Who is your banker? If you can answer that question with a name, a face, and better yet, contact information, then it's very likely that you were one of the 61% of small businesses that recently received a Paycheck Protection Program (PPP) loan through the SBA.
One thing that became clear to business owners during the pandemic and the resulting economic shutdown is the value of having a trusted relationship with your bank. While many people recently realized that it's possible to do all banking online, they also discovered the importance of having a banker they know and trust. During the disaster relief loan process, we saw too often that business owners who didn't have a relationship with a bank were left to fend for themselves in the PPP program, with little to no information about the status of their application.
According to the American Bankers Association, nearly 4.8 million loans were made to businesses nationwide during the PPP loan program for a total of $518.9 billion (as of June 27). Lenders with less than $10 billion in assets accounted for 44% of all PPP loans, while lenders between $10 billion and $50 billion accounted for 19% and institutions with more than $50 billion in assets accounted for 37%.
What that tells us is that community banks stepped up to complete almost half of all PPP loans. Community bankers live and work inside your community. They care about what happens to the corner store, the local restaurant, and the fitness center because they patronize those places too. And they very likely know the business owner and their families if they are a banking customer. This is relationship banking, which may have seemed like a quaint notion six months ago, but is now the key to survival for many small businesses.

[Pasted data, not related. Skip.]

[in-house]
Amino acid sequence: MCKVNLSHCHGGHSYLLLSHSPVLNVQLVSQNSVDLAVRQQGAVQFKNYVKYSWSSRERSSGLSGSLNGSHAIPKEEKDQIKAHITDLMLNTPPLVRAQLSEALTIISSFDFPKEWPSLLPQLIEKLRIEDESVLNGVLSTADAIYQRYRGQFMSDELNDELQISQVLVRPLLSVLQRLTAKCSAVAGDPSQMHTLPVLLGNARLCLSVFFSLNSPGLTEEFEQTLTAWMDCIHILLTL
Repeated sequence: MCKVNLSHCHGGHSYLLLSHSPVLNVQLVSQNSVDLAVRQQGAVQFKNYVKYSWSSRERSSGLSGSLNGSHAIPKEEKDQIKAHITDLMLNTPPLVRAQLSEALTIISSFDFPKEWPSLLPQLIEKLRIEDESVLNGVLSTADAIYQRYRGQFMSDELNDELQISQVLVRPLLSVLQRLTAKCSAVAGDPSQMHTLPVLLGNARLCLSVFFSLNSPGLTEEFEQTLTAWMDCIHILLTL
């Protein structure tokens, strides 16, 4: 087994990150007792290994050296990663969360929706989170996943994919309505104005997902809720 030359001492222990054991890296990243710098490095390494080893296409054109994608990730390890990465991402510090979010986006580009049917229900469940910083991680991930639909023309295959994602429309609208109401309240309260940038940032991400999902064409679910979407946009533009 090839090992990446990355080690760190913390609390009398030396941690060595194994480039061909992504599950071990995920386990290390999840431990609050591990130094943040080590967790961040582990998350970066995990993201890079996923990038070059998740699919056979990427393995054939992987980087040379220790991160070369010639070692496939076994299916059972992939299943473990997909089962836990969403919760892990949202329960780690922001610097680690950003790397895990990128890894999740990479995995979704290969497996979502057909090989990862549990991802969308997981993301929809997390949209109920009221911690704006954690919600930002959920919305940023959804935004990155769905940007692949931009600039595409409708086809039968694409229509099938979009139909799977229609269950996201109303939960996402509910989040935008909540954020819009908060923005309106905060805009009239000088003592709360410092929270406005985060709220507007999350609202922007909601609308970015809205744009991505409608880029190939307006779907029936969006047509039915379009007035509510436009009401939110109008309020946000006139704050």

For community banks, banking is not a commoditized business. Stories of community bankers at smaller institutions staying up all night to submit loan applications filled our recent social media feeds. Would bankers go to such great lengths for someone they considered "just a number?" Likely not. It goes back to the trusted relationship that banking requires -- and this cuts both ways. As a customer, you should vet your bank in the same way that a bank is vetting you.
• Do you have a trusted person at your bank who you can call when you need something?
• Is your bank responsive and transparent in good times and bad?
• Is your bank a partner in your business and invested in your success?
• Is your bank willing to introduce you to other customers who could help grow your business?
These are all foundational aspects of what it means to be a community bank -- and the basis of why you should consider your banking relationship as carefully as you consider any other business relationship. It's imperative to your success.
Thousands of small businesses that would have otherwise closed during our economic shutdown were able to weather the storm thanks to the partnership between banks and the SBA. With the PPP program now slated to extend into August, more small businesses will survive. The number of jobs and companies saved by these measures will help our economy return to full strength as soon as we are able so we can all get back to business.
• Kevin Bastuga is co-founder of Signature Bank, based in Rosemont